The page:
Aaronson says that this idea, while true, also misses the point of quantum computers.
“It’s an easy story to tell people, but it’s not the right one,” he says. Quantum computing, in his mind, isn’t about pulling off online bank heists. It’s about proving something fundamental about the universe: that the strange, decades-old claims of quantum mechanics—ideas Einstein called “spooky” and spent years trying to negate—are more than theories.
“If quantum mechanics doesn’t make you queasy, you’re not think about it right,” Aaronson says. Quantum mechanics tells us that all our fundamental assumptions about the world are bogus. When a baseball strikes a bat, it will probably go flying into left field. But it could also transform into a tiny rampaging gorilla, or drop to the ground and belt the Canadian national anthem, or plop out of the visible world altogether. Underneath everything we see, particles are quivering with rabid randomness. We live in a weird amplitude soup, one that we’ve scarcely observed empirically.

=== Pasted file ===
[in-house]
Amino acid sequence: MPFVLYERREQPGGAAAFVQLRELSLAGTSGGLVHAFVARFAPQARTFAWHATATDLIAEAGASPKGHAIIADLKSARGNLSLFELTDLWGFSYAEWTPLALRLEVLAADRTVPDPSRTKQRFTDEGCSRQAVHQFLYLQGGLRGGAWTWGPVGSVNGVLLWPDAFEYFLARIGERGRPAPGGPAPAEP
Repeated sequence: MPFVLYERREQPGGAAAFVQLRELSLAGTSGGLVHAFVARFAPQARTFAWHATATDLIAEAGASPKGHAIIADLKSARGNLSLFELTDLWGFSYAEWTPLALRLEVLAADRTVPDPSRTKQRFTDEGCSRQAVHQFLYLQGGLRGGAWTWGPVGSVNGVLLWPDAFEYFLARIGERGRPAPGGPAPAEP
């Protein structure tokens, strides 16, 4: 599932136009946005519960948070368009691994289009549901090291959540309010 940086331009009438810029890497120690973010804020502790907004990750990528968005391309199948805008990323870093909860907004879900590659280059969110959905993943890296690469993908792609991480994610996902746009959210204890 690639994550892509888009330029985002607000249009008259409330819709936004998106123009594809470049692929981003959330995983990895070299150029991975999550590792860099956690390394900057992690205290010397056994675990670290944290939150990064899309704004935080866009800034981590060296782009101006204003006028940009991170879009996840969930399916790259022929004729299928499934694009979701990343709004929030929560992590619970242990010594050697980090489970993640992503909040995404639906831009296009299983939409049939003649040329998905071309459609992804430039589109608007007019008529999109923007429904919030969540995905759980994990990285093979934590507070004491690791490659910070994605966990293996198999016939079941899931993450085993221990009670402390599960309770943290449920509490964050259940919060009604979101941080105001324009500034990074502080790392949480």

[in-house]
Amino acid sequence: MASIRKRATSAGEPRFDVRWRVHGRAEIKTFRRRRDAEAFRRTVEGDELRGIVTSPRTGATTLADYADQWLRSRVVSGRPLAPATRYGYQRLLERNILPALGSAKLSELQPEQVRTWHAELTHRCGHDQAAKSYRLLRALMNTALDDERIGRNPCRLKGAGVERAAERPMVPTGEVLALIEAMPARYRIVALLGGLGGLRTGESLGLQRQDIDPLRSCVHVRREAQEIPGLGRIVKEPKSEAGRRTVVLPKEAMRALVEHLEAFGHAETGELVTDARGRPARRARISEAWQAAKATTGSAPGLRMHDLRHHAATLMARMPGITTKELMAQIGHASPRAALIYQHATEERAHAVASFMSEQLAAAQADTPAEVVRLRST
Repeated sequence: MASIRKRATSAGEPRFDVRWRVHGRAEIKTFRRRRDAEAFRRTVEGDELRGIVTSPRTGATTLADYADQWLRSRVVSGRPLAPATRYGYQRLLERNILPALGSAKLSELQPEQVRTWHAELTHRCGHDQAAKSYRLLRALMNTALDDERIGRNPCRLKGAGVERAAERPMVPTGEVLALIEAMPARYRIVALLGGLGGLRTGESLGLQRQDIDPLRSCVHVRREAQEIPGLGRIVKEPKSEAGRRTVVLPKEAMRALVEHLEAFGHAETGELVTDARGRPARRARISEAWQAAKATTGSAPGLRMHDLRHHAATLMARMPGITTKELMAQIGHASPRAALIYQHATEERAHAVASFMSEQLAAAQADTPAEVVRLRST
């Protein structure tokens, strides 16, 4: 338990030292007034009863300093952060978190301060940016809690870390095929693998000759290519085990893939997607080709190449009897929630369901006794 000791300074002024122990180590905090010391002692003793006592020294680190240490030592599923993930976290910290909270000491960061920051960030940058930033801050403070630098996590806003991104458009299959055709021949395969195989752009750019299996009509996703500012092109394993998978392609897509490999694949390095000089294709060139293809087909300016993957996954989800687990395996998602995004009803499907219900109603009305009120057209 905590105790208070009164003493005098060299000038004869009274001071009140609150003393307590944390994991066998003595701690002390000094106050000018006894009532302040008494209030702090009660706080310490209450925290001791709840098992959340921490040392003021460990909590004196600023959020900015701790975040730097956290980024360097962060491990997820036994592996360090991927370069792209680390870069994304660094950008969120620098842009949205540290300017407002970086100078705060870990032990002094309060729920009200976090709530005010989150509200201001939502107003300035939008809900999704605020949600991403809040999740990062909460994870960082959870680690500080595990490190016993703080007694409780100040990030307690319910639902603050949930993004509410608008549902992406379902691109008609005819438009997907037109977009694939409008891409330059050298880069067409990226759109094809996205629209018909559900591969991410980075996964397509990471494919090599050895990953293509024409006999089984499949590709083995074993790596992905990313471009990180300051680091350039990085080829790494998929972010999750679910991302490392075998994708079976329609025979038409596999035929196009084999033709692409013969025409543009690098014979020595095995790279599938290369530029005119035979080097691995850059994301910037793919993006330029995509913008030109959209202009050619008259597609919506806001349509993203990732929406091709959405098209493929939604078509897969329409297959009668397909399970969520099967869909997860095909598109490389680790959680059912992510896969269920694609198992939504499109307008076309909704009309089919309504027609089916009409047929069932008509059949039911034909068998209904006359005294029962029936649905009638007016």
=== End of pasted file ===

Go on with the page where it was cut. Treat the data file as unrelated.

If a full-scale quantum computer is built, Aaronson says, every quantum doubter—and there are doubters still, even among scientists—will have to eat his hat. It would be an achievement like the Large Hadron Collider, which scientists at CERN used to find the Higgs Boson and confirm many of the claims of the standard model of physics. In other words, Aaronson believes a quantum computer would be a machine whose greatest purpose would the in the service of pure science.
“There’s something retro about quantum computing,” he says, “We’re going all the way back and testing quantum mechanics itself.”